Arts & Culture
Southwest School’s ‘All School Exhibition’ Showcases SA’s Emerging Masters
Published: July 31, 2013
Each of the five artists in the “Certificate” show display five or six works. Technically, the most impressive are Kit Fontaine’s porcelain pieces reminiscent of seashells and fossils. While porcelain is prized for its smooth, expensive look, Fontaine uses it in ragged, unexpected ways, such as having small pieces that appear to have chipped off and creating rough textures reminiscent of ancient limestone.
Weaver Beth McMahon also gives a conceptual edge to a traditional art form. Five beautifully dyed sheets of cloth are draped for a waterfall effect in Cliff. A miniature weaving in a box echoes a larger weaving coming off the wall in Translation. A small, gleaming bit of blue adds mystery to the rich gold accents of the hand-dyed weaving Secret, which involved degummed silk and shibori and quilting techniques.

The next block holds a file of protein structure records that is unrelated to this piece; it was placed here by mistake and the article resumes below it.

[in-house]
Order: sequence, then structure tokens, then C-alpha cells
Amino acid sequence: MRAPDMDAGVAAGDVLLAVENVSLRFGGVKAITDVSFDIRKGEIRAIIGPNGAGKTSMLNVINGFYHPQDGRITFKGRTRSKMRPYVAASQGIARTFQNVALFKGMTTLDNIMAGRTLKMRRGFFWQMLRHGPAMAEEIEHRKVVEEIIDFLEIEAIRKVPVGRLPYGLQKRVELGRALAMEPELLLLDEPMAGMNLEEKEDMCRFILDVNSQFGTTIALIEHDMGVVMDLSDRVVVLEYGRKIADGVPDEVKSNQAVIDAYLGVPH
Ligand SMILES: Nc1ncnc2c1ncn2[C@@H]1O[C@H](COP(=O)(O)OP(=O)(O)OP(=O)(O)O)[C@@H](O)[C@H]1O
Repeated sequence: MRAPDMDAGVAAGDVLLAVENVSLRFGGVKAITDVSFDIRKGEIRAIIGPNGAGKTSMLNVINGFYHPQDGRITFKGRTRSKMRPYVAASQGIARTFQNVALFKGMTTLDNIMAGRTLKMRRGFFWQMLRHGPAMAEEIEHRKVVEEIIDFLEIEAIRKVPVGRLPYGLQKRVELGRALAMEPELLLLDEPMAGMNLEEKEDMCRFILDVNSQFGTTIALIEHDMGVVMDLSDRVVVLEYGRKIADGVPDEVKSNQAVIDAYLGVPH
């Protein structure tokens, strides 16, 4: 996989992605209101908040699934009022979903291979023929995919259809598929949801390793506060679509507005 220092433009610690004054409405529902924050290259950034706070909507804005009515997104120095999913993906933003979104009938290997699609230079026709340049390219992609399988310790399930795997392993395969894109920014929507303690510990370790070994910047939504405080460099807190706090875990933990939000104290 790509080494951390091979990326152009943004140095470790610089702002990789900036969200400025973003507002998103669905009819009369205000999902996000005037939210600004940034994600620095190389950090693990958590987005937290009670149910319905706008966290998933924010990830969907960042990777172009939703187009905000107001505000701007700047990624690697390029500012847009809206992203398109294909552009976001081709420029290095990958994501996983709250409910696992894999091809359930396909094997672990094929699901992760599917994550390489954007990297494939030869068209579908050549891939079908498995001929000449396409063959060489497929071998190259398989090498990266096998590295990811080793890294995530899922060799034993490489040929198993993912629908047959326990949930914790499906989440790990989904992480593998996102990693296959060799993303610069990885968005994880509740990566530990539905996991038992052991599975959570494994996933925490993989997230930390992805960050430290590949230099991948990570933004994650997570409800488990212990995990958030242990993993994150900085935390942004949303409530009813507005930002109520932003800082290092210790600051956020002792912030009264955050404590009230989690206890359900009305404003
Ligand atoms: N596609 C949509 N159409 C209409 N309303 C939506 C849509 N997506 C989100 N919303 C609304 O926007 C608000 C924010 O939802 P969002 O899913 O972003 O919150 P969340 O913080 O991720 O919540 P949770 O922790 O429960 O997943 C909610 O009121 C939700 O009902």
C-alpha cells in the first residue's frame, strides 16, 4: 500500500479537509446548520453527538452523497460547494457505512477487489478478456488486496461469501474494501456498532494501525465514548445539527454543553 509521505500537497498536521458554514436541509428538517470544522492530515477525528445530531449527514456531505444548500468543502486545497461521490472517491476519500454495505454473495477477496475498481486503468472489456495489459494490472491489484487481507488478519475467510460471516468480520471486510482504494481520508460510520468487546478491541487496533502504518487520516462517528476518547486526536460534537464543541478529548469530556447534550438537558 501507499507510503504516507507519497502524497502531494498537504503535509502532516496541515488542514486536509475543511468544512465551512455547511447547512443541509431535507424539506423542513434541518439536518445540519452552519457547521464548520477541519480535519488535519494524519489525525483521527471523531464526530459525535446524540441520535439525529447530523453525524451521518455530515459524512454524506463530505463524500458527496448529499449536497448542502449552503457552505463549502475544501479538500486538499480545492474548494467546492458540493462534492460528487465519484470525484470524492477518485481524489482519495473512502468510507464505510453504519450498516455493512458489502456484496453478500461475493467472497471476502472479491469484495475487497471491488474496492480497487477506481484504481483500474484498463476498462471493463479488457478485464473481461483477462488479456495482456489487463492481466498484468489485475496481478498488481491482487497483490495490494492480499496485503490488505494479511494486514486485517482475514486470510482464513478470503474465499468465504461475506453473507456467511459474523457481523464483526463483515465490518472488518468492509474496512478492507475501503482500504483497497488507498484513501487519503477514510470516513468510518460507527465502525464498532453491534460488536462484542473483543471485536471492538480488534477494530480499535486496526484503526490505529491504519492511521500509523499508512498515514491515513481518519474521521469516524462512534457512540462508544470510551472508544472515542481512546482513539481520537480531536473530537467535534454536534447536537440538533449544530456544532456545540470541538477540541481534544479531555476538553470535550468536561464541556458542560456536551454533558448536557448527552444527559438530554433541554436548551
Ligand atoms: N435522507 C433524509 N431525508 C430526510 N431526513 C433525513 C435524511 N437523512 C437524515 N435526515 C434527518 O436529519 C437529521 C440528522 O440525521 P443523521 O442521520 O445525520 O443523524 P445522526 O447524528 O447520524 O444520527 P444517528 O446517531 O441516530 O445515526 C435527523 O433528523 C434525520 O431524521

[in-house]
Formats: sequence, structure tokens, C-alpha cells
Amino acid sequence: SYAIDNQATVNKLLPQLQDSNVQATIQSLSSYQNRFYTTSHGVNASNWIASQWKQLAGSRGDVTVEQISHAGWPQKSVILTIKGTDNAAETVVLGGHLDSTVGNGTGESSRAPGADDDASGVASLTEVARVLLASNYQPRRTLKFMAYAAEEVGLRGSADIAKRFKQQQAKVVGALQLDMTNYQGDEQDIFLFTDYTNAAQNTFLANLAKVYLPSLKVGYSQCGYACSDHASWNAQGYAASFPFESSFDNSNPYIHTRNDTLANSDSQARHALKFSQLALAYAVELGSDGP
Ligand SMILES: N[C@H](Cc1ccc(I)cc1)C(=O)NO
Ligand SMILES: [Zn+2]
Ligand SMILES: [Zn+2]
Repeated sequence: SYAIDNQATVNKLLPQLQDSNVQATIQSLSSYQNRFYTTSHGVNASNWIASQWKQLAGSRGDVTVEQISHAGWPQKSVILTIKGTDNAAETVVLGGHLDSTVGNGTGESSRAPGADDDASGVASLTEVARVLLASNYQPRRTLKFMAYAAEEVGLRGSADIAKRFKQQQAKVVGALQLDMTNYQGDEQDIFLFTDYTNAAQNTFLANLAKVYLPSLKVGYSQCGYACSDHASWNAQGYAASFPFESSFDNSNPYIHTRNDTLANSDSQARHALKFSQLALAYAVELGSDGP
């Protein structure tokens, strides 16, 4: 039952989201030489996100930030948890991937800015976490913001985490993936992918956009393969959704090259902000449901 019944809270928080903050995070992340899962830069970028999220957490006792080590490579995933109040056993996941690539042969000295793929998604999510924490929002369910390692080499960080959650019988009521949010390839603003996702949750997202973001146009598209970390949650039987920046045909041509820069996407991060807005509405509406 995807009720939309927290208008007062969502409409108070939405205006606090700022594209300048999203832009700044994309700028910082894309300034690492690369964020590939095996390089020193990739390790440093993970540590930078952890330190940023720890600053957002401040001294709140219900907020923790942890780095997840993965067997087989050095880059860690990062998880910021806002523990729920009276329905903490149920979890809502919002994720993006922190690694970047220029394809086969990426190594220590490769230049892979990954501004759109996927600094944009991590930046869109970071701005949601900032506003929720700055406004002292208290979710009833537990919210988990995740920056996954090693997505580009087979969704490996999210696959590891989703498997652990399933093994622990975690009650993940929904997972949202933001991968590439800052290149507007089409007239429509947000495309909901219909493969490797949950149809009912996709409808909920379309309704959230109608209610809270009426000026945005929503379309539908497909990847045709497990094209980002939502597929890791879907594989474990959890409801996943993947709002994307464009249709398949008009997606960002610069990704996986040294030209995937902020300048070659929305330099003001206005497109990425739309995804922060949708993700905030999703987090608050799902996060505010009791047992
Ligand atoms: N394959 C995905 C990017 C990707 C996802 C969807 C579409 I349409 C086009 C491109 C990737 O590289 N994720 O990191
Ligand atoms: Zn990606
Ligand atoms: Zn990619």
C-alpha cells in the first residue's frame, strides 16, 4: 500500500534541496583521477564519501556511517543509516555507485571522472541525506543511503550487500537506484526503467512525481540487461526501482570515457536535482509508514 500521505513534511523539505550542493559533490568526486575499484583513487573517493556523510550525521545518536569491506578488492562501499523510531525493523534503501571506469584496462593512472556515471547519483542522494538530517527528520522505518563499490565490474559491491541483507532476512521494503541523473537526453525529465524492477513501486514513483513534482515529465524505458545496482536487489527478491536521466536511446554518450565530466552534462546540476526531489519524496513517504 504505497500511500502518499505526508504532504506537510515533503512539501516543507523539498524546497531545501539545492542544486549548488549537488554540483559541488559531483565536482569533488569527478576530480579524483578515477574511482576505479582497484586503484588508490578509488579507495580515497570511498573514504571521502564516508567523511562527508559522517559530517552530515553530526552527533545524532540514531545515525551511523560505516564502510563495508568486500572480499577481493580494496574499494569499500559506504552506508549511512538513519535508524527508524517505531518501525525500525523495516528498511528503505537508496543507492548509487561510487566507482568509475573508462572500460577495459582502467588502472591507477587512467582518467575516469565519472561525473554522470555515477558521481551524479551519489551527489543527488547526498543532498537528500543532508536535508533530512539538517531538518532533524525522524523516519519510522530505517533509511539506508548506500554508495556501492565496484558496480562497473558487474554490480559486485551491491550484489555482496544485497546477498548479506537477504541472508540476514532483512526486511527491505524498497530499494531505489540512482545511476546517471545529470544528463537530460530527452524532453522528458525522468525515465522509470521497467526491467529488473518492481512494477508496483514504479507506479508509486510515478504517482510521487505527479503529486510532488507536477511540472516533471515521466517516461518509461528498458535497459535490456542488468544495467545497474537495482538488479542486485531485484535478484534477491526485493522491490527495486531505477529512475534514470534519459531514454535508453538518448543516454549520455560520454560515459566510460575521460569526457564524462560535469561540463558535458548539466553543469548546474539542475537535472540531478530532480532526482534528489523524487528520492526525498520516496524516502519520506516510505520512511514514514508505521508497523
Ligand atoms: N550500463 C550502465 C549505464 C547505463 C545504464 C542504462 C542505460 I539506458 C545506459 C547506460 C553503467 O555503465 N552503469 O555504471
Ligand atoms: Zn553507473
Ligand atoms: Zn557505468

Using male and female dancers as symbols of the interplay between the ego and id, Barbara Felix emphasizes the woman’s red dress in a series of passionate paintings that resemble movie stills. While the woman’s face is often contorted with strong emotion, the titles seem to refer to the struggle for self-control such as Seducirme (If I seduce me…) and Abrázame (…I will hold me).
Soothing images of clouds and water ripple through Sally Astelford’s watercolor monotypes, such as Red Sky at Night and La Jolla. Mark Rue concentrates on thorns and yellow flowers in his close-up views of cactus in paintings such as Cactus Pair and Turn Me Loose.
All School Exhibition 2013
9am-5 pm Mon-Sat;
Southwest School of Art
Russell Hill Rogers Galleries, Navarro Campus
Through Aug. 25